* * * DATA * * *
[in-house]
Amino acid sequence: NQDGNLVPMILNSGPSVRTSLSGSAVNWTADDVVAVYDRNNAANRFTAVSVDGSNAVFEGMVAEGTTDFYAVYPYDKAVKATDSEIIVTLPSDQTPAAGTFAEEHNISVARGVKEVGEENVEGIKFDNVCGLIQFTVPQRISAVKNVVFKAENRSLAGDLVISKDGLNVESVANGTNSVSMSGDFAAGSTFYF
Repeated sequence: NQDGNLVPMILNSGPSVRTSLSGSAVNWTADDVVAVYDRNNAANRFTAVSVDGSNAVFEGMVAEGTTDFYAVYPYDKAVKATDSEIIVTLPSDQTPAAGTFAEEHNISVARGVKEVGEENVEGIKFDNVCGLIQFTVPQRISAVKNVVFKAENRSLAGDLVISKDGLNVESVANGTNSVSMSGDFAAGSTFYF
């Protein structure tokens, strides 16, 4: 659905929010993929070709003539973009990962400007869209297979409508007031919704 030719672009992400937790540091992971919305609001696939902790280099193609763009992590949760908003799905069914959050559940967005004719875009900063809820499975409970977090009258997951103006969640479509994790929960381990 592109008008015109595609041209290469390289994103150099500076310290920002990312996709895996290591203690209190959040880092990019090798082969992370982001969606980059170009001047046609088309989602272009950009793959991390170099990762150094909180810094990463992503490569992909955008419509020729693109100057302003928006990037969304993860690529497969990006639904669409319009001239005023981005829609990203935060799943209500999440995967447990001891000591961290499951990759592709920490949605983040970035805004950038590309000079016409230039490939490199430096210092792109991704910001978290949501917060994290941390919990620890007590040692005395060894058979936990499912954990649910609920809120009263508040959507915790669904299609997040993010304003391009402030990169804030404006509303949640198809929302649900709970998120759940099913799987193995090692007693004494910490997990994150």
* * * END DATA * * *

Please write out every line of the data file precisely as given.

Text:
[in-house]
Amino acid sequence: NQDGNLVPMILNSGPSVRTSLSGSAVNWTADDVVAVYDRNNAANRFTAVSVDGSNAVFEGMVAEGTTDFYAVYPYDKAVKATDSEIIVTLPSDQTPAAGTFAEEHNISVARGVKEVGEENVEGIKFDNVCGLIQFTVPQRISAVKNVVFKAENRSLAGDLVISKDGLNVESVANGTNSVSMSGDFAAGSTFYF
Repeated sequence: NQDGNLVPMILNSGPSVRTSLSGSAVNWTADDVVAVYDRNNAANRFTAVSVDGSNAVFEGMVAEGTTDFYAVYPYDKAVKATDSEIIVTLPSDQTPAAGTFAEEHNISVARGVKEVGEENVEGIKFDNVCGLIQFTVPQRISAVKNVVFKAENRSLAGDLVISKDGLNVESVANGTNSVSMSGDFAAGSTFYF
């Protein structure tokens, strides 16, 4: 659905929010993929070709003539973009990962400007869209297979409508007031919704 030719672009992400937790540091992971919305609001696939902790280099193609763009992590949760908003799905069914959050559940967005004719875009900063809820499975409970977090009258997951103006969640479509994790929960381990 592109008008015109595609041209290469390289994103150099500076310290920002990312996709895996290591203690209190959040880092990019090798082969992370982001969606980059170009001047046609088309989602272009950009793959991390170099990762150094909180810094990463992503490569992909955008419509020729693109100057302003928006990037969304993860690529497969990006639904669409319009001239005023981005829609990203935060799943209500999440995967447990001891000591961290499951990759592709920490949605983040970035805004950038590309000079016409230039490939490199430096210092792109991704910001978290949501917060994290941390919990620890007590040692005395060894058979936990499912954990649910609920809120009263508040959507915790669904299609997040993010304003391009402030990169804030404006509303949640198809929302649900709970998120759940099913799987193995090692007693004494910490997990994150």